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University Hospitals Dorset NHS Foundation Trust

What is bowel cancer?

Bowel cancer, or colorectal cancer, is cancer of the colon (large bowel) or rectum (back passage). Bowel cancer is the third most common cancer and the second highest cause of cancer related deaths with 37,500 people being diagnosed and 16,000 people dying each year in the UK.

Most bowel cancers start as benign innocent growths - called polyps - on the wall of the bowel. Polyps are like small blemishes or cherries on stalks and most do not produce symptoms. Polyps are common as we get older and most of them are not pre-cancerous.

One type of polyp called an adenoma can, however, become cancerous (malignant). If left undetected the cancer cells will multiply to form a tumor in the bowel.

Early detection saves lives

Research suggests that over 90% of bowel cancer patients will survive for more than five years if they are diagnosed at the earliest stage. Bowel cancer screening aims to detect bowel cancer at early stages, ideally before people are experiencing any symptoms, and when treatment is more likely to be effective. Bowel cancer screening can also detect polyps. These can be removed at the time of screening and so reduce the risk of bowel cancer developing later on in that persons life.

The earlier bowel cancer is caught, the easier it is to treat

What to look out for?

Knowing the symptoms to look out for is vital to ensure the early diagnosis of bowel cancer. If symptoms persist for six weeks or more, you should visit your GP. Remember most people with higher risk symptoms do not have cancer. But the only way to tell may be from special tests recommended by your GP.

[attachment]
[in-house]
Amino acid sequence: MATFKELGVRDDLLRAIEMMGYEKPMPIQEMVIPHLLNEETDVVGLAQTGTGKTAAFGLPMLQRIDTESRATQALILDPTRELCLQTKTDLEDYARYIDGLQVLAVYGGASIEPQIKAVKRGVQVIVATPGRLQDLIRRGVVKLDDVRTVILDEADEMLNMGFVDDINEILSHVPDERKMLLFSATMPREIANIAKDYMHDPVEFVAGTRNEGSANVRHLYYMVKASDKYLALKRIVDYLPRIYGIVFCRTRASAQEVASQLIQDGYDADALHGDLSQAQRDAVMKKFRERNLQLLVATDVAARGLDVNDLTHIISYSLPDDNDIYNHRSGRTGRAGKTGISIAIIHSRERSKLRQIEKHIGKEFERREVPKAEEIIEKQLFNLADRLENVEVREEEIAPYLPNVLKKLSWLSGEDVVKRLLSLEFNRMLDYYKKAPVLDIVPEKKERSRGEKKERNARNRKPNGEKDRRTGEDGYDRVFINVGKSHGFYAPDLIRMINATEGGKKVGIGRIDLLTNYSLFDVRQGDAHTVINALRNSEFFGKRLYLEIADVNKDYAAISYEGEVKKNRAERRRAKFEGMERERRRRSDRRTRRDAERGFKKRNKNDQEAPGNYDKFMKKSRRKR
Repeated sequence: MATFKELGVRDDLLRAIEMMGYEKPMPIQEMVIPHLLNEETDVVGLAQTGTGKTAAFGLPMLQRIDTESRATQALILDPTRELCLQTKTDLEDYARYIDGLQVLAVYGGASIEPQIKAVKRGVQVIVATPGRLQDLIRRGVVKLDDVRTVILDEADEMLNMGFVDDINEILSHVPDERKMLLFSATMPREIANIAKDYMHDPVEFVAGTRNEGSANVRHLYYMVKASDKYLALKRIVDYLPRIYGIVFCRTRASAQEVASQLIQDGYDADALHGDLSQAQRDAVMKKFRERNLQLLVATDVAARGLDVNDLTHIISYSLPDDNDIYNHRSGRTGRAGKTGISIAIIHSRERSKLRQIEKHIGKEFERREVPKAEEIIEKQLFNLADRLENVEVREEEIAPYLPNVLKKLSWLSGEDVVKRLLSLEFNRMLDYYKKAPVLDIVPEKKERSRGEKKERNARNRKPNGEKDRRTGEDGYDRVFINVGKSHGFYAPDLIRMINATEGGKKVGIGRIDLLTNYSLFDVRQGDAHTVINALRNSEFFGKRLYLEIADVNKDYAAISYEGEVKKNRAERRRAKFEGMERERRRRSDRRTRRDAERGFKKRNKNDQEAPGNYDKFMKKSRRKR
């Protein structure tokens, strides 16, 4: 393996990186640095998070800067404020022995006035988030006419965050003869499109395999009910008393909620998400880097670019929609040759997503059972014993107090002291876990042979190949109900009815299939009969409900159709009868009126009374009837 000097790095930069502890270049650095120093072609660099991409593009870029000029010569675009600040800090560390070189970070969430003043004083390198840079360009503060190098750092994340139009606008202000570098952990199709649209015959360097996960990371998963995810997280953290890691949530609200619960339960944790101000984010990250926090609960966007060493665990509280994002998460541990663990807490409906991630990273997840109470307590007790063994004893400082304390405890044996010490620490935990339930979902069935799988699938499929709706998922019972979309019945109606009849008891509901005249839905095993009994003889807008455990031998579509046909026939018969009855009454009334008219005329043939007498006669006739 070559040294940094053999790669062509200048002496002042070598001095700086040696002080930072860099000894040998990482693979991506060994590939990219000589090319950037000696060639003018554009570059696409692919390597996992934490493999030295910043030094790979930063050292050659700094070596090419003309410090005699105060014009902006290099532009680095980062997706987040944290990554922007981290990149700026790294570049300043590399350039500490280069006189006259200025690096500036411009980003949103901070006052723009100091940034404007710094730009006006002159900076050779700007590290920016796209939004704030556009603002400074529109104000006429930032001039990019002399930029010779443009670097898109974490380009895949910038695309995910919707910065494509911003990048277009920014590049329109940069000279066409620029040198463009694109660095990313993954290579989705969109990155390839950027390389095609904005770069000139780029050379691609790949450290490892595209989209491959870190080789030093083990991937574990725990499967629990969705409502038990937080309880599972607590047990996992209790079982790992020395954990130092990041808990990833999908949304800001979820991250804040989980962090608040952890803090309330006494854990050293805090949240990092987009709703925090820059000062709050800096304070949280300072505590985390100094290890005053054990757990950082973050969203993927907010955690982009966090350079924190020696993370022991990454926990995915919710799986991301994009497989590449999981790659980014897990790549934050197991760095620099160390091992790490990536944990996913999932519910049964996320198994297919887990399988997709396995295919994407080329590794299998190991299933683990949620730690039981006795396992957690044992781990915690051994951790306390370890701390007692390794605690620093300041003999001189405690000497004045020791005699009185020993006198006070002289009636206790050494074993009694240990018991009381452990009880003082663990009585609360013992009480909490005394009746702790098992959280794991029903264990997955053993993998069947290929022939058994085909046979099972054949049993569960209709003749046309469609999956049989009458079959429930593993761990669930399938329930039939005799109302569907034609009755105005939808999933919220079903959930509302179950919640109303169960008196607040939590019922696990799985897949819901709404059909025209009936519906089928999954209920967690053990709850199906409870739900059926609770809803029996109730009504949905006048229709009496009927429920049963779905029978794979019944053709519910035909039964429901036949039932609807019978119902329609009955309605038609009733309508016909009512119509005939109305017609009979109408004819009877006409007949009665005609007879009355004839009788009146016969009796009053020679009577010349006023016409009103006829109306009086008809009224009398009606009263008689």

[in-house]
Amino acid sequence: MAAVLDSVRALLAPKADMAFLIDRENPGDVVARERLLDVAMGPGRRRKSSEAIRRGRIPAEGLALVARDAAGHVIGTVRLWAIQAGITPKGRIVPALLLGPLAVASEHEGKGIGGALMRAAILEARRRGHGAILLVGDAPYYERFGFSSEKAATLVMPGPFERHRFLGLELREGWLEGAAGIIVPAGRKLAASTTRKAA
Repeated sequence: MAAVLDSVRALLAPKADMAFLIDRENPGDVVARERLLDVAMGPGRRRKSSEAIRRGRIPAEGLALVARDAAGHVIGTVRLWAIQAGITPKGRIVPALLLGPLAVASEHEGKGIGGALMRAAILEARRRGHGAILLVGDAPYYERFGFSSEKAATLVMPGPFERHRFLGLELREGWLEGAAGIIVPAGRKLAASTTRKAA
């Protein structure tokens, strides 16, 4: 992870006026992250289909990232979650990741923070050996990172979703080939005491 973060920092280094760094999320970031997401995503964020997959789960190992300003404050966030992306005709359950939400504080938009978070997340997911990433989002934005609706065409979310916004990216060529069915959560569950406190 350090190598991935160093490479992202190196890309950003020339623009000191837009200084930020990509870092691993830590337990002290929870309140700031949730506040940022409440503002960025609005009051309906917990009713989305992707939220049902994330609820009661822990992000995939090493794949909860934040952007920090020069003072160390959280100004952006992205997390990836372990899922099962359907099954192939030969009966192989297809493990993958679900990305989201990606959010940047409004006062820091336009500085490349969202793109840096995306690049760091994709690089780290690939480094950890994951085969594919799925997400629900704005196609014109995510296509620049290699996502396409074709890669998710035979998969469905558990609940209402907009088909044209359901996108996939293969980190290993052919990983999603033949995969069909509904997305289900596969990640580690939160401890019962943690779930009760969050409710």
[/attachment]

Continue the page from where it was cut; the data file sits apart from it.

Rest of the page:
Symptoms to look out for include:

  • Change of bowel habit;
  • Recent, persistent change of bowel habit to looser, more diarrhoea-like motions.
  • Going to the toilet more often or trying to go
  • Change in bowel habit is especially important if you also have bleeding
  • Rectal bleeding

Rectal bleeding that persists with no anal symptoms. Bleeding can be due to piles but if so, you will usually have other anal symptoms eg. straining with hard stools, a sore bottom, lumps and itching.

If you are over 60 and suffering from rectal bleeding, it is important to go for further investigation

  • Unexplained anaemia
  • A lump in your stomach
  • Unexplained weight loss
  • Abdominal pain
  • Persistant, severe, colicky stomach pain, which has come on recently for the first time (especially in older age group).
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